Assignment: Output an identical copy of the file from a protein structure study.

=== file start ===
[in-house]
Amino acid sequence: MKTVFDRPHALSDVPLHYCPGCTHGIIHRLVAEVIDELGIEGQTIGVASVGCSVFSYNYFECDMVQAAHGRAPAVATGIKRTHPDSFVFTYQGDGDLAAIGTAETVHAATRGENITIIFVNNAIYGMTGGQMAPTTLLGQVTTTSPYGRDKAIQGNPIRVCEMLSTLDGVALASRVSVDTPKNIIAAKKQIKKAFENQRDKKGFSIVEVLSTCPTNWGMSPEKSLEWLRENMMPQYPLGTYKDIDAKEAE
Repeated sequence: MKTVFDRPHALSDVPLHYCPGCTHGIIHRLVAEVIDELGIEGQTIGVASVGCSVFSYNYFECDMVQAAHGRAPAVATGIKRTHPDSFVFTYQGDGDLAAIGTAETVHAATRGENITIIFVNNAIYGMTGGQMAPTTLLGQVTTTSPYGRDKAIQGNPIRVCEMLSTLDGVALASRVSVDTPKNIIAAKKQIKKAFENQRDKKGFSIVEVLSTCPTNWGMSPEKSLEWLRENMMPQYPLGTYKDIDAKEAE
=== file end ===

[in-house]
Amino acid sequence: MKTVFDRPHALSDVPLHYCPGCTHGIIHRLVAEVIDELGIEGQTIGVASVGCSVFSYNYFECDMVQAAHGRAPAVATGIKRTHPDSFVFTYQGDGDLAAIGTAETVHAATRGENITIIFVNNAIYGMTGGQMAPTTLLGQVTTTSPYGRDKAIQGNPIRVCEMLSTLDGVALASRVSVDTPKNIIAAKKQIKKAFENQRDKKGFSIVEVLSTCPTNWGMSPEKSLEWLRENMMPQYPLGTYKDIDAKEAE
Repeated sequence: MKTVFDRPHALSDVPLHYCPGCTHGIIHRLVAEVIDELGIEGQTIGVASVGCSVFSYNYFECDMVQAAHGRAPAVATGIKRTHPDSFVFTYQGDGDLAAIGTAETVHAATRGENITIIFVNNAIYGMTGGQMAPTTLLGQVTTTSPYGRDKAIQGNPIRVCEMLSTLDGVALASRVSVDTPKNIIAAKKQIKKAFENQRDKKGFSIVEVLSTCPTNWGMSPEKSLEWLRENMMPQYPLGTYKDIDAKEAE